Nairobi, Kenya. November 2019. Eight faces silently study the projector screen in the conference room. Donors have gathered to hear findings generated by Aceli and our data partner, Dalberg Advisors, on the (un)profitability of lending to agricultural small and medium enterprises (SMEs) in Africa, and to discuss Aceli’s proposed solutions. Someone crunches a cookie; another pours more pineapple juice. For a time, nobody speaks.
Finally, one donor says: “I understand why subsidies are needed to get the market moving, but the optics of paying banks to make loans are complicated.” Another adds: “How do we know the difference between systemic market dysfunction that we should be addressing and bad lending?”
Hours later, my Aceli colleague Etienne Ndatimana makes the same presentation, this time with the donors crowded elbow-to-elbow with representatives from commercial banks in Uganda and Kenya, state agricultural banks in Rwanda and Tanzania, specialist lenders focused on equipment leasing and factoring, and international social impact lenders. Their institutions had collectively shared data on over 9,000 loans totaling US$3.7 billion, enabling the first-of-its-kind quantitative analysis on the economics of agri-SME lending that we were presenting.
A Ugandan banker speaks first: “The 50% loan guarantees we’ve been offered in the past aren’t high enough to cover the risks of lending in agri.” A Tanzanian lender follows: “The returns on smaller loans don’t cover the transaction costs when you have to drive seven hours just to meet the client.”
For the three years we were gathering data and designing Aceli, my colleagues and I ping-ponged between these perspectives. On the one hand, we encountered donors who wanted to get more capital flowing to African agricultural SMEs but who were hesitant to fund the kind of subsidies for agricultural and small business lending that are established policy in their own countries. And on the other hand, we heard from lenders who wanted to serve this market but knew from experience or intuition that the economics didn’t work.
The limitations of blended finance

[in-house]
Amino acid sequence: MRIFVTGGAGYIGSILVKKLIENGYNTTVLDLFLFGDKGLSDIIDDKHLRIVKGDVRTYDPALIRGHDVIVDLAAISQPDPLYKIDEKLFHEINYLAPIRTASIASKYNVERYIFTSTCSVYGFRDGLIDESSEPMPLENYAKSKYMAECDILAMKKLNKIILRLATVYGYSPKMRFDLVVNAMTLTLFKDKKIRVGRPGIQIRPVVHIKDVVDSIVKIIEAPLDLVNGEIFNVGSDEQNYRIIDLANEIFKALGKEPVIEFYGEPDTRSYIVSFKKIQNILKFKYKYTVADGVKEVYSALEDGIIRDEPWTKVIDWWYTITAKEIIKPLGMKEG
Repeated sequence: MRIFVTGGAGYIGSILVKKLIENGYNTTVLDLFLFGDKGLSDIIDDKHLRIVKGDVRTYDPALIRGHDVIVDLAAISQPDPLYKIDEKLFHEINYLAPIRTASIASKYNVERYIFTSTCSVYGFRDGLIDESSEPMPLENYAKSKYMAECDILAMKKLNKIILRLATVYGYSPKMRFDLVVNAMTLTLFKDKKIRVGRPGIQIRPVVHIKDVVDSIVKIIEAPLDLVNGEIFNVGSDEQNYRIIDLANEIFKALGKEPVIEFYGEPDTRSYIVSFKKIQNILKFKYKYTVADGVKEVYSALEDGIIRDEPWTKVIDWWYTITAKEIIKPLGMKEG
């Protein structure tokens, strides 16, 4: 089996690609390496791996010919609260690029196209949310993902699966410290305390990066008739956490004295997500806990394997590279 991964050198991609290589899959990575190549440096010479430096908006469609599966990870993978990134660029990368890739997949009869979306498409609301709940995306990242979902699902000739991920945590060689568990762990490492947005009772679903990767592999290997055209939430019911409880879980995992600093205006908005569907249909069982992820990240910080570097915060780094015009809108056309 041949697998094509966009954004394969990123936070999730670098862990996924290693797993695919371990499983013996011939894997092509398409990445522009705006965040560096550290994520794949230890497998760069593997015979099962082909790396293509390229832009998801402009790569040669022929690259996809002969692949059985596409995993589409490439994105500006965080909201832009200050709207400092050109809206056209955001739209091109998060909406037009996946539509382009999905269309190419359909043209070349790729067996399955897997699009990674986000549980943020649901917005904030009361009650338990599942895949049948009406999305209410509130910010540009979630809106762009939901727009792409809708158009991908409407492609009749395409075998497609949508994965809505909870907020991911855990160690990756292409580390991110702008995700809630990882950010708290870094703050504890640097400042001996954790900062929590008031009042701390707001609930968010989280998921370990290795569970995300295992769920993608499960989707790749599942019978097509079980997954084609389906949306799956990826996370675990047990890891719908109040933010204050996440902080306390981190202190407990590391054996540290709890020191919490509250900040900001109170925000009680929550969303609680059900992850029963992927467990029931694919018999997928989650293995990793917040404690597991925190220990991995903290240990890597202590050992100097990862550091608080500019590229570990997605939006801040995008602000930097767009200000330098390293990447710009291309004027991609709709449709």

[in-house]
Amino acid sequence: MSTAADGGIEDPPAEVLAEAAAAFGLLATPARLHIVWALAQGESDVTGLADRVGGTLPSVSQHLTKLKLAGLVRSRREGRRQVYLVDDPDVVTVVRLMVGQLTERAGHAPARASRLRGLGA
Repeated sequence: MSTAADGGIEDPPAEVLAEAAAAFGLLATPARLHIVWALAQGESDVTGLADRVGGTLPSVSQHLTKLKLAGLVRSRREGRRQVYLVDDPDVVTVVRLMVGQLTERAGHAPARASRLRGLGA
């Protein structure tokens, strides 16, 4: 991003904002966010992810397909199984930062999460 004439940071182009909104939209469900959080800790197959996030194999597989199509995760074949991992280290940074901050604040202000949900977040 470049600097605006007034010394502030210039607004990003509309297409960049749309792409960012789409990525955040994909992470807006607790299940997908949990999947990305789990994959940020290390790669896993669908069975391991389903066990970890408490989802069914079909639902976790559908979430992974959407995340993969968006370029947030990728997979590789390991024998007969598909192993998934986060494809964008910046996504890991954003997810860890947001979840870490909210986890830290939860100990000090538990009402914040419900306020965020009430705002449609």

The challenges we faced in bridging the perspectives of donors and private capital providers are common across the development sector, and they extend beyond agriculture. In recent years, the development community has sized up the US$2.5 trillion annual financing gap needed to achieve the SDGs by 2030 and concluded that the roughly US$160 billion in official development assistance won’t get the job done.
Enter blended finance, which is premised on the belief (or perhaps the hope) that a bit of public or philanthropic funding plus a lot of commercial capital equals sustainable development. Convergence estimates that blended finance has mobilized US$4 in commercial capital for every US$1 of concessional capital, but qualifies that the majority of this “commercial” capital comes from public development finance institutions (DFIs) as opposed to private sector investment. These capital leverage ratios pale in comparison to the need, and blended finance vehicles still often fall short of achieving the type or depth of impact they’re targeting.
OECD, IFC, Convergence and others have produced a growing body of principles and reports on blended finance. Yet this relatively nascent practice tends to produce bespoke deals and funds as opposed to the sort of systemic solutions that could truly move the needle in sectors like agricultural finance. There are a few reasons for these limitations:
Creative deal-making prevails: The actors financing a deal tend to secure as much concessional funding as they can — a reasonable approach in the absence of more objective standards defining appropriate levels of subsidy based on the sector, geography and impact they are targeting.
Risk-return hurdles drive investment decisions: Though impact is emphasized in marketing these transactions, there is minimal accountability when it comes to capital additionality or impact in the actual design or implementation of most blended finance vehicles.
Blending is done at the level of individual transactions or funds: That means that individual actors compete on an uneven playing field based on which are best at fundraising, as opposed to which can deliver impact most efficiently in a competitive marketplace.